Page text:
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Bangladesh hiding rights violations in Chittagong

Organizations protest against government for not allowing UN rights chief to witness the real situation in the hill tracts

Protestors from Bangladesh's Chittagong Hill Tracts demand a visit by United Nations High Commissioner for Human Rights Michelle Bachelet to monitor the human rights situation

Protestors from Bangladesh's Chittagong Hill Tracts demand a visit by United Nations High Commissioner for Human Rights Michelle Bachelet to monitor the human rights situation. (Photo: Supplied)

Published: August 17, 2022 10:18 AM GMT

Updated: August 17, 2022 10:36 AM GMT

Civil society organizations held protests against the Bangladesh government for not allowing the United Nations human rights chief to visit the Chittagong Hill Tracts.

Several organizations and activists participated in a march and organized a human chain as a mark of protest as UN High Commissioner for Human Rights Michelle Bachelet concluded her official visit to the South Asian nation on Aug. 17.

The protestors claim the government did not allow Bachelet inside the hill tracts of the Chittagong division in southeastern Bangladesh, bordering India and Myanmar settled by indigenous tribes, to hide rights violations by its officials.

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“We have learned from reliable sources that the chairman of the United Nations Human Rights Commission wanted to come to get information about human rights in the Chittagong Hill Tracts but was not given permission by the government,” said Rinisha Chakma, who leads a women’s association in the area.

Chakma told UCA News that the denial proved government intend to cover up the violations of human rights.  

Indigenous leaders, speaking at the protests, alleged violations including extrajudicial killings, disappearances, abductions, land dispossession, torture of women, and demanded the withdrawal of the military rule in the hill tracts.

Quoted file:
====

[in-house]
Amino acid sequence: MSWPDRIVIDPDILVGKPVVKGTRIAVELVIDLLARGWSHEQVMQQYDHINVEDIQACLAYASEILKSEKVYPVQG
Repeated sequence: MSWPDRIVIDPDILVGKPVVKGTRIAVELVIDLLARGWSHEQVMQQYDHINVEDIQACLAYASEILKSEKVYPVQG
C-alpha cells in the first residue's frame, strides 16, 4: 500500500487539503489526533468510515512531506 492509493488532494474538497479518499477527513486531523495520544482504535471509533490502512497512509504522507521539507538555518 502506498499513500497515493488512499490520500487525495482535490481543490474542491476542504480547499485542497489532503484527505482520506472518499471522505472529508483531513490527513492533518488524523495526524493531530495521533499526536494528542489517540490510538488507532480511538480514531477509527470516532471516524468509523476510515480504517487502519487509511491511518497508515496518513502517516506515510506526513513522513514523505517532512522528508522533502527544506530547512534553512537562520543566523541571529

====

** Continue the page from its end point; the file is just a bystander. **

Hill Women’s Federation leader Nity Chakma said they want Bachelet to come and see the conditions of the indigenous peoples and witness the injustices that are being done to them.

“How long the injustices against us will continue? We don’t want to lose a single person, we don’t want any mother and sister to be raped, and we don’t want Bengalis to be sent as our rivals. We want peace and withdrawal of military forces from the hills,” she said.

The area has seen an influx of landless Bengali Muslims since Bangladesh’s independence from Pakistan in 1971. Until then the hilly, forested region was inhabited by dozens of Tibeto-Burman ethnic tribal groups for centuries.

This, observers say, was aimed at changing the demographic of the area to check a brewing insurgency by the ethnic tribes.

The increased presence of outsiders has backfired as the tribes are opposed to Bengali settlements sparking social tensions and violence.

“The government does not want peace in the hill tracts and hence has prevented the UN top official from coming here. I strongly condemn it,” said Raphael Tripura, a development worker from Shanti Raj Church of Bandarban district.

Around 3 percent of the region’s some 1 million people are Christians, mostly from Bandarban.

“We want to live in peace, we don’t want murders, disappearances and tortures here,” Tripura, a Catholic father of three, said.

Sources at the Ministry of Foreign Affairs said there was no mention of a visit to the Chittagong Hill Tracts in Bachelet’s schedule for Bangladesh.

In Dhaka, the UN official met with Prime Minister Sheikh Hasina Wazed,  ministers, the National Human Rights Commission, representatives of civil society organizations and other stakeholders.

She also visited the Cox’s Bazaar camps housing Rohingya refugees from Myanmar.

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